Planning for a family inevitably involves the discussion on financial planning and the costs of having a baby. During the pregnancy journey, more parents nowadays purchased maternity insurance plans to cover unexpected complications for the pregnant mum and the unborn child too.
What are maternity insurance plans?
Maternity insurance plans (also known as prenatal or pregnancy insurance) includes a one-time premium and is purchased from 13th week of pregnancy. It may seem similar to a health insurance plan, but a maternity plan offers a basic financial protection for pregnancy complications and/or covers congenital illnesses for the baby. This coverage comes in the form of a lump sum pay-out or daily hospital cash (usually 1% or 2% of sum assured) to offset additional medical costs.
Mums-to-be who are looking to buy pregnancy insurance, do note that some policies come with certain criteria such as pre-existing health or previous pregnancy conditions, and mummy’s age.
It is common for parents to be extra worried about the unborn child and expectant mama’s health. We hope for a smooth-sailing chapter for both, but sometimes things are not within our control. That is how useful having an ideal maternity insurance can be especially when there are medical costs involved. The coverage amount may not be substantial to cover the cost of your delivery or your hospitalisation bills, but it can help to cushion some unforeseen expenses.
Some key coverage to look out for in a maternity insurance
- Coverage on pregnancy complications such as threatened abortion, miscarriage, pre-term labour and pre-term delivery and postpartum haemorrhage requiring Hysterectomy.
- Inclusion of congenital illnesses for the newborn such as Cerebral Palsy, Down’s Syndrome, and congenital deafness.
- Special post-delivery needs like outpatient phototherapy benefit for treatment of severe neonatal jaundice.
What local maternity insurance plans do not cover
- Obstetrics and Gynaecology visits
- Hospitalisation bills
- Delivery fees
- Some policies do not cover mums if your pregnancy was a result of in-vitro fertilisation (IVF) or other assisted reproductive technology.
For a quick overview, this maternity insurance comparison chart shows the different policies in Singapore offered by major insurers. Plans include: AIA Mum2Baby Choices, Aviva MyMaternityPlan, AXA EmpoweredMum, Great Eastern Flexi Maternity Cover, Income Maternity 360, Manulife ReadyMum and Prudential PRUMum.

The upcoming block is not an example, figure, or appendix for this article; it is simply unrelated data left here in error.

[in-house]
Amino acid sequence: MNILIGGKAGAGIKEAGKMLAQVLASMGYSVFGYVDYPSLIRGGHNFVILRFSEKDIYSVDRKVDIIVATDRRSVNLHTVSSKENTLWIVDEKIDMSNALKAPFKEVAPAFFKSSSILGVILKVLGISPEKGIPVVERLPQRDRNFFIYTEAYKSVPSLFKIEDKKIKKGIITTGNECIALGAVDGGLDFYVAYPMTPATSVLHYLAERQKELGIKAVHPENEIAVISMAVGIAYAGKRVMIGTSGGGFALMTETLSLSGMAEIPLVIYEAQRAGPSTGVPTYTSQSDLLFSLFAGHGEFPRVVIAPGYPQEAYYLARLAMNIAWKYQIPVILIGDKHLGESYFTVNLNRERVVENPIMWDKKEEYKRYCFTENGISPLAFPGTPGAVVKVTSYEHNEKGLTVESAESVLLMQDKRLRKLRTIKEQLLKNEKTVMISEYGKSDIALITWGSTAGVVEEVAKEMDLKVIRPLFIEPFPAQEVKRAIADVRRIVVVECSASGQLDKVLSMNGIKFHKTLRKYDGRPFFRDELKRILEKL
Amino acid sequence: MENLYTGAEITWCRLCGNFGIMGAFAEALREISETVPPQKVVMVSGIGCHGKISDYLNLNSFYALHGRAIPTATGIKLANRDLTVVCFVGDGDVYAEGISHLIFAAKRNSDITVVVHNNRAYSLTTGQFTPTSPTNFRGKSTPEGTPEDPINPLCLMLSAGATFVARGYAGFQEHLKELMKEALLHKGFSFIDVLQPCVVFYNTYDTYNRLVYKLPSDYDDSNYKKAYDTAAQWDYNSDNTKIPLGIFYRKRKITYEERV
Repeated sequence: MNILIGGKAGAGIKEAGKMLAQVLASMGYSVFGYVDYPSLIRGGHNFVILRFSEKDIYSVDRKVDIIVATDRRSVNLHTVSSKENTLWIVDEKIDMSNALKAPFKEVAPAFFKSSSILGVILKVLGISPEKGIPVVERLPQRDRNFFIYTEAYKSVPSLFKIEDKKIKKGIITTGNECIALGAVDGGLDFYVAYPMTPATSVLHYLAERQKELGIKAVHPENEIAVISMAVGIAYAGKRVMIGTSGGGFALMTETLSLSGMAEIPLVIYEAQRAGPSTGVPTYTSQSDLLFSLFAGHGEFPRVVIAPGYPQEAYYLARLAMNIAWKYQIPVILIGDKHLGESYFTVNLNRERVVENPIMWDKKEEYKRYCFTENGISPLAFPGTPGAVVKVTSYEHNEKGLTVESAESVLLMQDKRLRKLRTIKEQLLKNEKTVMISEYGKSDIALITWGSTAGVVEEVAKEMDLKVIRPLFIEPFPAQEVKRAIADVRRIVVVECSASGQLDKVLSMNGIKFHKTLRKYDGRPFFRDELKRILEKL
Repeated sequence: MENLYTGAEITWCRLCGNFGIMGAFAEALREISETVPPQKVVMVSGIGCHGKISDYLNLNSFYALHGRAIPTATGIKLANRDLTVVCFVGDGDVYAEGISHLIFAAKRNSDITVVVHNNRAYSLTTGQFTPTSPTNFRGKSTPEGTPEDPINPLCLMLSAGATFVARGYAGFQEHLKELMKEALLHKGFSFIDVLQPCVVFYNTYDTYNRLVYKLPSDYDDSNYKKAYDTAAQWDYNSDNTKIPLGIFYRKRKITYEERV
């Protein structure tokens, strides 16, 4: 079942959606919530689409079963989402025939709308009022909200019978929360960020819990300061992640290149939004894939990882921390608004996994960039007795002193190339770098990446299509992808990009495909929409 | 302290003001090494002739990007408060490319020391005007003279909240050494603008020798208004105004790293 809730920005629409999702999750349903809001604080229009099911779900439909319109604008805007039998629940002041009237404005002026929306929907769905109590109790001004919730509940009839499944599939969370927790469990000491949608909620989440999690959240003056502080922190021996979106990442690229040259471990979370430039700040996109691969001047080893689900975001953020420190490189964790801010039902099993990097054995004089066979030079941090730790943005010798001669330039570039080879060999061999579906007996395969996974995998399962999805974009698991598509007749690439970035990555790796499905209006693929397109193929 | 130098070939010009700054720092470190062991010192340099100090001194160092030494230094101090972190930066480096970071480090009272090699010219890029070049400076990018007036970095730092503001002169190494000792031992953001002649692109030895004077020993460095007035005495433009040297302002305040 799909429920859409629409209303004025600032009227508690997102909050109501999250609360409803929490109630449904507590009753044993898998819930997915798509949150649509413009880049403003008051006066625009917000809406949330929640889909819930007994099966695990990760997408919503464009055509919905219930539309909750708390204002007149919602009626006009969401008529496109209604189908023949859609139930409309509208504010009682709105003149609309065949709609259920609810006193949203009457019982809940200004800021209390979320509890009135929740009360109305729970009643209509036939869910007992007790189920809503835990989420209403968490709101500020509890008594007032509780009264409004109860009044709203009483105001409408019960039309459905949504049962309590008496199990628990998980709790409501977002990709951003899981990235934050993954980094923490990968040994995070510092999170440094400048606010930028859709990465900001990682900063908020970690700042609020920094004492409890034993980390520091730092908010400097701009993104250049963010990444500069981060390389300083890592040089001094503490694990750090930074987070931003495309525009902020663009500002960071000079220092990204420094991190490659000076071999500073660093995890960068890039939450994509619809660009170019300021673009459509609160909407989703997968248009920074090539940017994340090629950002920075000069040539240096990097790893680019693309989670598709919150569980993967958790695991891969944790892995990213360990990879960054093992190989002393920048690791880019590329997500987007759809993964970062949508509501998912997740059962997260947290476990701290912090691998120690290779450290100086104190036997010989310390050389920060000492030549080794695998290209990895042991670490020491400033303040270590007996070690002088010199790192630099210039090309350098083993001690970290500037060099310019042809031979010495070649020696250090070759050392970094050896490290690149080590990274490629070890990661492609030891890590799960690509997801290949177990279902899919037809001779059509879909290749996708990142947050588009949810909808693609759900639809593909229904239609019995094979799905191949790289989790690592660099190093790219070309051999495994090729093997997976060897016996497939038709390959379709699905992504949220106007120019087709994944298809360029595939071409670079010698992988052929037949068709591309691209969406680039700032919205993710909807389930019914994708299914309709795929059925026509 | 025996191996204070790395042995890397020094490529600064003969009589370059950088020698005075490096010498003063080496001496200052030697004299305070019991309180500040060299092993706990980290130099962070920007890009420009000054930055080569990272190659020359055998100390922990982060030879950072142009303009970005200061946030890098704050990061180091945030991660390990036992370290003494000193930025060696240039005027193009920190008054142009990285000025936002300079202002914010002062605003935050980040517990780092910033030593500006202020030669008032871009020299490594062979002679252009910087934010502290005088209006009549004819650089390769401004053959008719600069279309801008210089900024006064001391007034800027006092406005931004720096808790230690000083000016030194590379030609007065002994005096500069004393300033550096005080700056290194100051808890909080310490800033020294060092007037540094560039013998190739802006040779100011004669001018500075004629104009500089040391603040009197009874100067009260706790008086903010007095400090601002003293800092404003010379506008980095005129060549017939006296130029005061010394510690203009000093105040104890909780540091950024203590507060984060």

How do parents decide which is the best maternity plan to buy?
This is a common question I get from many new parents because the uncertainty of things makes it extra anxious for them to want to get the best maternity insurance plan and coverage. Rationally, there are many factors to consider including the new mum’s health, baby’s health risk and whether you prefer a standalone plan or have it attached to a traditional life/investment-linked plan. In short, consider your needs before committing to a policy, and buy it as soon as you are eligible to protect against any complications.
Jenelle’s financial tips: Take note of what you are paying for, as only certain components of the maternity plan will pay out the full sum assured when claimed. For example, the hospital care benefit may pay out only 1% of the sum assured per day, for up to 30 days.
My personal preference as a pregnant mum is towards a bundled plan, which can be transferred to the baby within a certain period, with no medical underwriting. The main concern I have during my pregnancy is to guarantee my baby’s insurability. This means the baby will be covered even if he or she is born with congenital conditions or birth defects.
Just like hiring a confinement nanny and deciding which confinement myths to follow (or not!), there may be many consideration factors for you and your spouse to discuss before getting a pregnancy policy.
Also, look out for specific points depending on what applies for example: covering pregnancies including those after undergoing IVF or other assisted reproductive technology. Remember to check the policy terms and conditions if you need the plans to cover multiple babies in a single pregnancy, even for IVF cases. Some dads are also concerned about their partner’s post-pregnancy wellness and want the coverage to include Major Depressive Disorder (MDD) and other mental health illnesses – this is another point to ask your insurance planner about.
It would be ideal for you to have a professional consultation with a financial planner before getting a new insurance plan. Are you ready to plan your parenthood journey? I’m just a phone call or text away to share my knowledge and experience as a mother and financial advisor – feel free to contact me for a complimentary consultation.